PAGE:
• "However, where kids are *actively* trying to get at porn, et-al, censorship is never going to work"

        I work at a school. You are quite correct. If they want to find something enough, they will find a way.

      • And the best thing about "local-scale censorship" is you get to decide what to censor. If you happen to think that the human body is fine to be viewed but violence is horrible, then you can ban violent sites and allow sites that show humans sans clothing. If you think that certain combinations of adult humans are abhorrent, you can block that from being viewed by you (or anyone else in your house). And so on. Meanwhile, other people with other ideas of what is fine to view and what isn't will view (or b

    • by nurb432 (527695)

      It's already been done. Its called 'FreeNet'.

  • There are so many ways that browsers and other software that communicates via the Internet give up the identity of the user. Tor can't stop any of them, and they explicitly say so. I'm working on designing a new protocol and the software to run it that anonymizes communications better, and I had to eliminate the chance that existing software could tunnel through it because of this. Any software that tunnels communication which isn't secure will automatically be a major security risk. Even turning off JavaSc
  • by pedantic bore (740196) on Friday November 29, 2013 @10:11AM (#45555271)
    I've worked with the IETF on several RFCs. I'm also familiar with the challenges that the Tor project faces daily, and what they have to do to stay ahead of the entities trying to break Tor. I think for Tor to even stop to talk to the IETF would be an waste of their time; Tor needs to be nimble, and the IETF standards process is painfully, horribly slow and unable to move quickly on anything. Given that Tor releases updates on a cycle that is shorter than the normal time a draft spends in the AD review queue, by the time an RFC got to the standards track it would already be out-of-date.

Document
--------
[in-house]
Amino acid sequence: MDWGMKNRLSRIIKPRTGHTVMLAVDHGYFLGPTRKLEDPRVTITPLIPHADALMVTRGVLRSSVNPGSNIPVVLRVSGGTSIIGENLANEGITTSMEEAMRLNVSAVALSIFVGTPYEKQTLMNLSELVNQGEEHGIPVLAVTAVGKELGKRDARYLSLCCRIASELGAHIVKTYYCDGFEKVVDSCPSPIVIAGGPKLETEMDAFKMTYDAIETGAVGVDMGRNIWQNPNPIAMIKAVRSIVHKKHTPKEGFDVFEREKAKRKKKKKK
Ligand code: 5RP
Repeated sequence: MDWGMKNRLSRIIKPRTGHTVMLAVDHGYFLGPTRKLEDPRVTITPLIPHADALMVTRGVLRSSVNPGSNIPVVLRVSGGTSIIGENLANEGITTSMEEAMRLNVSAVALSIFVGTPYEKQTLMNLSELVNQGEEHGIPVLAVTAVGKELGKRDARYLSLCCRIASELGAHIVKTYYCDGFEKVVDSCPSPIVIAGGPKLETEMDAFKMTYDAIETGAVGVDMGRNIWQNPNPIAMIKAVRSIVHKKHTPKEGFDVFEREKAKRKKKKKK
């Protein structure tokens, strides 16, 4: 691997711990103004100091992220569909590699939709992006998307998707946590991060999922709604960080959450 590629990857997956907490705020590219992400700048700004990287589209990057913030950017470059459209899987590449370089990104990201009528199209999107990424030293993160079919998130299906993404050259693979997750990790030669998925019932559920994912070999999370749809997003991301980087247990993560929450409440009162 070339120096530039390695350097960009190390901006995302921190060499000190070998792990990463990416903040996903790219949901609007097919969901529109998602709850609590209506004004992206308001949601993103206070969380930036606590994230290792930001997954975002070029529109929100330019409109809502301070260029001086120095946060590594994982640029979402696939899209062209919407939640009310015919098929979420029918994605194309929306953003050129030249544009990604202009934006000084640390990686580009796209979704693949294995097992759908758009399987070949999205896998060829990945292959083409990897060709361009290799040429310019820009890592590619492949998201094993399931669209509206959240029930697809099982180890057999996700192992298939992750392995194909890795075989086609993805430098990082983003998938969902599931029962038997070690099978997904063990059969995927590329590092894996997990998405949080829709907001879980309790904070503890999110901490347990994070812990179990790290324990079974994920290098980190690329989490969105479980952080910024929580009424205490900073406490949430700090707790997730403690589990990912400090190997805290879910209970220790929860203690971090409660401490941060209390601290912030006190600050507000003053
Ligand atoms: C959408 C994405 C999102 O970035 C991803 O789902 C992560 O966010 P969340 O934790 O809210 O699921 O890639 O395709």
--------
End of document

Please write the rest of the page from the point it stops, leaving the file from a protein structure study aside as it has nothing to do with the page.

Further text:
• All these anonymous routing techniques place a lot of load on the internet and a great deal of latency. I have a proposal to help:

    A content-addressible distributed store for static content. You can make it work like Freenet if you really want to be paranoid, but that isn't needed. Just a distributed caching system indexed by, say, sha256 hash.

    It'd take some minor revisions to web browsers, but you can make this work with backwards compatibility by using a reserved word in a URL. Eg, http://theserver.com/mag [theserver.com]

  • Tor project should sell tor applicances in every shape. routers, phones, desktops, laptops. Lots of phones/routers have GNU/Linux customizeable firmware. Nobody has taken upon themselves to offer up turn-key solutions/support for these.
    Jolla Phone, Mozilla Firefox OS phone, Cyanogenmod?, Iphone, Ubuntu Phone.

    You could configure it with tor DIY as you would your desktop, but for your grandma that doesn't cut the mustard.
    That's why a turn-key service-offering like that would be best.
    That would be something

  • The shortest path between two points would not be a straight line, but it would go around three sides, twice.
    Can't we all just get a long so we wouldn't need this sort of nonsense. *sigh*

    • I feel ya. Possibly a saner and still effective system would be to simply enforce end-to-end encryption in all communications.
  • by Cajun Hell (725246) on Friday November 29, 2013 @12:13PM (#45556155) Homepage Journal

    One thing you've gotta admit about Tor, is that it's an inefficient way to get packets from point A to point B. If we had Tor built into the all Internet protocols, don't you think one of the first things you would do, would be to look at some case where you didn't like the performance you were getting, and then you'd "invent" a shiny new protocol that directly links two points, providing massive performance improvements at the cost of making traffic analysis easier? And don't you think there are shitloads of applications, where that tradeoff would make sense? Inventing not-Tor would be the biggest thing, ever.

    Crypto is good. Modern CPUs can handle it effortlessly, nearly for "free." There are some cases (e.g. shared caches) where you might not want the tradeoff, but overall it's turning out to be a no-brainer, almost always worth the compromise. You just can't say that about onion routing, though. It's subjectively good, at best.

    BTW, also: here in America, a lot of us have asymmetric connections for the "last mile."

  • On the topic of Tor use... Viewing /. through the Tor browser bundle sucks. It's the goddamn autorefresh feature. Go stick a tube down someone else's throat - if I want my goddamned page updated, I'll do it myself. When it happens on auto, i get what I'm looking at whipped away from me, then it takes a while to reload and render and jerks my damn page position around or just sends me to the pink-page-of-untrusted-ip-address-shame. Autorefresh sucks, m-kay?
  • In an unrelated story US Government Officials today announced the seizure of large amounts of heroine cocaine and guns at the house of all the guys names mentioned in the article. Government spokesmen said today "Definitely not planted. Definitely not planted. We are excellent drivers". All above mentioned persons have been placed in a prison of our choosing and will be arraigned to answer their charges in 16 to 24 years.